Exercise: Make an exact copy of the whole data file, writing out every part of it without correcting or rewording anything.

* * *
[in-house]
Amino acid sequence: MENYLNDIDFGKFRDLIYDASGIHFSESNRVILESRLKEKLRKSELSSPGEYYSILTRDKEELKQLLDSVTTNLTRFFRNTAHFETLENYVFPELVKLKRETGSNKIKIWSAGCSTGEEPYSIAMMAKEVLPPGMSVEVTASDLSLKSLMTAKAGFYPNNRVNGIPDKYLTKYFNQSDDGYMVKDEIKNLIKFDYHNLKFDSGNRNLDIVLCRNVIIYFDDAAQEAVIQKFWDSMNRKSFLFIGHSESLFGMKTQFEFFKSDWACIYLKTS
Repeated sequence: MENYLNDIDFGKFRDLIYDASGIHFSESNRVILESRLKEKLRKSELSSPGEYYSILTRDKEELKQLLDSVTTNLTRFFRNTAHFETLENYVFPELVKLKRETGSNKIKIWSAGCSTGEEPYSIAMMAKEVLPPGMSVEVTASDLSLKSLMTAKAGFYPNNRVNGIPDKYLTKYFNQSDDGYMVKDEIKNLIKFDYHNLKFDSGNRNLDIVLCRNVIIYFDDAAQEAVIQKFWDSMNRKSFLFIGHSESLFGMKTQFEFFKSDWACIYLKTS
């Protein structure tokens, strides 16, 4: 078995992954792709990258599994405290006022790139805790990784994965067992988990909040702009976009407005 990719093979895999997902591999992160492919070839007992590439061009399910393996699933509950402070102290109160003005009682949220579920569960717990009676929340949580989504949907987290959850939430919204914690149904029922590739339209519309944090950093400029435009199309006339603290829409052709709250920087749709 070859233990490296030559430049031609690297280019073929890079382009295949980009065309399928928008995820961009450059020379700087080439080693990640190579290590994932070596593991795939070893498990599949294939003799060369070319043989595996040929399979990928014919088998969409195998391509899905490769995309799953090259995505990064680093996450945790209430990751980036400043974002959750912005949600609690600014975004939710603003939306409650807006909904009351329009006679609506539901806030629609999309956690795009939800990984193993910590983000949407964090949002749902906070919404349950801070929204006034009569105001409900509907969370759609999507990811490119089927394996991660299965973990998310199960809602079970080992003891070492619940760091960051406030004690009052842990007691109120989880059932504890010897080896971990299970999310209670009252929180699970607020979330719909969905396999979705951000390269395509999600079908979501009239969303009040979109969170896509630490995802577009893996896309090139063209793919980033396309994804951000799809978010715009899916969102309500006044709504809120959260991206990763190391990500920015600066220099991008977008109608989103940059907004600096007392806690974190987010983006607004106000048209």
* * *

[in-house]
Amino acid sequence: MENYLNDIDFGKFRDLIYDASGIHFSESNRVILESRLKEKLRKSELSSPGEYYSILTRDKEELKQLLDSVTTNLTRFFRNTAHFETLENYVFPELVKLKRETGSNKIKIWSAGCSTGEEPYSIAMMAKEVLPPGMSVEVTASDLSLKSLMTAKAGFYPNNRVNGIPDKYLTKYFNQSDDGYMVKDEIKNLIKFDYHNLKFDSGNRNLDIVLCRNVIIYFDDAAQEAVIQKFWDSMNRKSFLFIGHSESLFGMKTQFEFFKSDWACIYLKTS
Repeated sequence: MENYLNDIDFGKFRDLIYDASGIHFSESNRVILESRLKEKLRKSELSSPGEYYSILTRDKEELKQLLDSVTTNLTRFFRNTAHFETLENYVFPELVKLKRETGSNKIKIWSAGCSTGEEPYSIAMMAKEVLPPGMSVEVTASDLSLKSLMTAKAGFYPNNRVNGIPDKYLTKYFNQSDDGYMVKDEIKNLIKFDYHNLKFDSGNRNLDIVLCRNVIIYFDDAAQEAVIQKFWDSMNRKSFLFIGHSESLFGMKTQFEFFKSDWACIYLKTS
């Protein structure tokens, strides 16, 4: 078995992954792709990258599994405290006022790139805790990784994965067992988990909040702009976009407005 990719093979895999997902591999992160492919070839007992590439061009399910393996699933509950402070102290109160003005009682949220579920569960717990009676929340949580989504949907987290959850939430919204914690149904029922590739339209519309944090950093400029435009199309006339603290829409052709709250920087749709 070859233990490296030559430049031609690297280019073929890079382009295949980009065309399928928008995820961009450059020379700087080439080693990640190579290590994932070596593991795939070893498990599949294939003799060369070319043989595996040929399979990928014919088998969409195998391509899905490769995309799953090259995505990064680093996450945790209430990751980036400043974002959750912005949600609690600014975004939710603003939306409650807006909904009351329009006679609506539901806030629609999309956690795009939800990984193993910590983000949407964090949002749902906070919404349950801070929204006034009569105001409900509907969370759609999507990811490119089927394996991660299965973990998310199960809602079970080992003891070492619940760091960051406030004690009052842990007691109120989880059932504890010897080896971990299970999310209670009252929180699970607020979330719909969905396999979705951000390269395509999600079908979501009239969303009040979109969170896509630490995802577009893996896309090139063209793919980033396309994804951000799809978010715009899916969102309500006044709504809120959260991206990763190391990500920015600066220099991008977008109608989103940059907004600096007392806690974190987010983006607004106000048209």